418 F.2d 1232: Thomas H. Taylor, Appellant, v. Robert H. Finch, Secretary of Health, Education and Welfare, Appellee
United States Court of Appeals Eighth Circuit. - 418 F.2d 1232
Dec. 4, 1969
Thomas H. Taylor, pro se.
Judith S. Seplowitz, Atty., Dept. of Justice, Washington, D.C., for appellee; William D. Ruckelshaus, Asst. Atty. Gen., and Kathryn H. Baldwin, Atty., Washington, D.C., and Calvin K. Hamilton, U.S. Atty., Kansas City, Mo., with her on the brief.
Before MEHAFFY, GIBSON and HEANEY, Circuit Judges.
HEANEY, Circuit Judge.
The Secretary of the Department of Health, Education and Welfare denied the application of Thomas H. Taylor for disability benefits under Social Security on the ground that Taylor did not meet the quarters of coverage requirement of Section 223 of the Social Security Act, 42 U.S.C. 423, which he must satisfy in order to be an insured under the Act. Taylor brought an action for judicial review of the Secretary's decision. The District Court granted the Secretary's motion for summary judgment, holding that the Secretary's decision was in accordance with the applicable law and was supported by substantial evidence. Taylor v. Gardner, No. 16553-2 (W.D.Mo.October 23, 1968). We affirm.
Taylor was employed by the Chicago, Burlington and Quincy Railroad for 117 months prior to November 5, 1953. On that date, Taylor suffered a back injury which caused him to terminate his employment with the Railroad. As part of the settlement, which was reached with the Railroad in June, 1957, Taylor was credited with five additional months of Railroad service so that he would have more than the ten years of service necessary to qualify him for Railroad disability benefits.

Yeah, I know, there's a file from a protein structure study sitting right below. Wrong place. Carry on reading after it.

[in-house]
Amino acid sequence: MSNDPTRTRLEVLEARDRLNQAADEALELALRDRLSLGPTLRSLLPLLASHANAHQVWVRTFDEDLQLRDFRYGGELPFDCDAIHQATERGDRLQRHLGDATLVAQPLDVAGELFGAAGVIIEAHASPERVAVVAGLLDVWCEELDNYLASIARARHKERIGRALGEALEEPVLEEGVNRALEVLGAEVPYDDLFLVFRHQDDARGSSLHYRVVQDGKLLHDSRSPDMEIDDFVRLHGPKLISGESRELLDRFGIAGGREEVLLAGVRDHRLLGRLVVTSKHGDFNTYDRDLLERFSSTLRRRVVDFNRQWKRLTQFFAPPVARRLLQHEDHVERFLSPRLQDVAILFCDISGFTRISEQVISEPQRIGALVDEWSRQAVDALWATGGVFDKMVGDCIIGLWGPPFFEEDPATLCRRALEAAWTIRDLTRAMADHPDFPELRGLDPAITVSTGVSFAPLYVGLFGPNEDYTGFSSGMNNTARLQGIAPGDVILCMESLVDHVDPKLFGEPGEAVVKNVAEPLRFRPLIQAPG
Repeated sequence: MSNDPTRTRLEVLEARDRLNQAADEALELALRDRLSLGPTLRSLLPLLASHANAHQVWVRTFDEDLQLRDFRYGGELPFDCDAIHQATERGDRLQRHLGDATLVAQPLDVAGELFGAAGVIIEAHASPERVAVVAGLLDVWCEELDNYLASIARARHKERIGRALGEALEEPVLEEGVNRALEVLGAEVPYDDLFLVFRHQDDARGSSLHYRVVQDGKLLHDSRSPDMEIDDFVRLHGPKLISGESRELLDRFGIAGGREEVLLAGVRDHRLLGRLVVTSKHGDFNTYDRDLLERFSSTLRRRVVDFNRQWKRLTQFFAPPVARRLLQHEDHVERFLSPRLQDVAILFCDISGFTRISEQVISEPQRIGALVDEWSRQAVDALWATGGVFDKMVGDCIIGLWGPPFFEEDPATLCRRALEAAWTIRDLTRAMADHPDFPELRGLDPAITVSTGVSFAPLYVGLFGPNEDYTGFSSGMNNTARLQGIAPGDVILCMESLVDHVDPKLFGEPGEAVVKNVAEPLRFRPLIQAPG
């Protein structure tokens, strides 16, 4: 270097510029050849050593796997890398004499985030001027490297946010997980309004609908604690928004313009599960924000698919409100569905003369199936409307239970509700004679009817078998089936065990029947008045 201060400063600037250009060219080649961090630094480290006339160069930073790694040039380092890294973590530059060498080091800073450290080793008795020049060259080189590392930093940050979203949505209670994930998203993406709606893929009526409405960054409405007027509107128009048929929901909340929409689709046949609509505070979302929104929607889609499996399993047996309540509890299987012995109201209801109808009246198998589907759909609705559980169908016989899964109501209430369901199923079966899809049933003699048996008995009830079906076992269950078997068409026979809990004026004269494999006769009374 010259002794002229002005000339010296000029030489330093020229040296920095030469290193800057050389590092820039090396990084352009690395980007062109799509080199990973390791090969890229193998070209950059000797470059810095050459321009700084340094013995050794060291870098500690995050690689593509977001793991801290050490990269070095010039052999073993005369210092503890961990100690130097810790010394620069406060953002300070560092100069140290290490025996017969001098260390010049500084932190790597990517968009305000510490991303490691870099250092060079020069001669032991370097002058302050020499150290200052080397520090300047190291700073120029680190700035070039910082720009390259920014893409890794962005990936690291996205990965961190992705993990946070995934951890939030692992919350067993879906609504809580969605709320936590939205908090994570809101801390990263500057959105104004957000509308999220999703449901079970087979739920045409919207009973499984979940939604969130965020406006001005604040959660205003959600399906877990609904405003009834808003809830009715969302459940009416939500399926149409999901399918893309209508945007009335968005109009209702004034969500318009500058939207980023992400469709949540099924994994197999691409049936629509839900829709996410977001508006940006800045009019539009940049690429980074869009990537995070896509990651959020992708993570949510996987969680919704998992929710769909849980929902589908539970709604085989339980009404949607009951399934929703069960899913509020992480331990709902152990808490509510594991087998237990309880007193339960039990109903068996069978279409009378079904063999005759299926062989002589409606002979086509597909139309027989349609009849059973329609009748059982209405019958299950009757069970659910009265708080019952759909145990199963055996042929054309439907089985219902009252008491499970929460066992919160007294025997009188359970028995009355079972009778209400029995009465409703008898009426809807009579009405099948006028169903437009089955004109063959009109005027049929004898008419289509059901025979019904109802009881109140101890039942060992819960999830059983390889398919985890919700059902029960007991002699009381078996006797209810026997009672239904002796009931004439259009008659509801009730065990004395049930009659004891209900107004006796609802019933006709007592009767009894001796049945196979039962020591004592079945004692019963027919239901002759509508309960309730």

During the period between 1955 and 1962, Taylor engaged in non-railroad employment for which he was credited with fifteen quarters of Social Security coverage. He has not worked at all since February, 1962.
On March 10, 1964, Taylor made his fourth application for disability benefits under Section 2(a)5 of the Railroad Retirement Act, 45 U.S.C. 228b(a)5. Granting this application on January 12, 1965, the Railroad Retirement Board determined the date of disability as June 4, 1964, and ordered annuity payments from that date.1
On February 18, 1966, Taylor applied to the Social Security Administration for disability insurance benefits, alleging back and heart impairments and arthritis. The application stated that his disability began in 1962, and the accompanying Railroad questionnaire stated that he had been employed for more than ten years by the railroad industry.
The findings of the Appeals Council of the Social Security Administration were adopted by the District Court. Those findings were that Taylor met only two of the three requirements necessary for the entitlement of Social Security disability insurance benefits: (1) Taylor met the definition of 'disability' in Section 216(i) of the Social Security Act, 42 U.S.C. 416(i), on February 1, 1962; (2) Taylor met the earnings requirement for purposes of establishing a period of disability in Section 216(i) of the Act, 42 U.S.C. 416(i); but (3) Taylor did not meet the quarters of coverage requirement in Section 223 of the Act, 42 U.S.C. 423, for purposes of entitlement to the disability insurance benefits.